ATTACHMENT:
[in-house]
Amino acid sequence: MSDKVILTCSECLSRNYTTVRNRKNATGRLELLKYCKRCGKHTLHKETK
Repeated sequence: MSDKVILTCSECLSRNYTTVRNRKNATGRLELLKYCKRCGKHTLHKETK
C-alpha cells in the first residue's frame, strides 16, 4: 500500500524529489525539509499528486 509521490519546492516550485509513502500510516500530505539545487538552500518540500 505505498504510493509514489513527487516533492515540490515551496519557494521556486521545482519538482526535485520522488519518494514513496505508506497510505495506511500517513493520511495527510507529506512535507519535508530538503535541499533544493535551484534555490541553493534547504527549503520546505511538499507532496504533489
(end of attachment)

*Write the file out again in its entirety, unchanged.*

[in-house]
Amino acid sequence: MSDKVILTCSECLSRNYTTVRNRKNATGRLELLKYCKRCGKHTLHKETK
Repeated sequence: MSDKVILTCSECLSRNYTTVRNRKNATGRLELLKYCKRCGKHTLHKETK
C-alpha cells in the first residue's frame, strides 16, 4: 500500500524529489525539509499528486 509521490519546492516550485509513502500510516500530505539545487538552500518540500 505505498504510493509514489513527487516533492515540490515551496519557494521556486521545482519538482526535485520522488519518494514513496505508506497510505495506511500517513493520511495527510507529506512535507519535508530538503535541499533544493535551484534555490541553493534547504527549503520546505511538499507532496504533489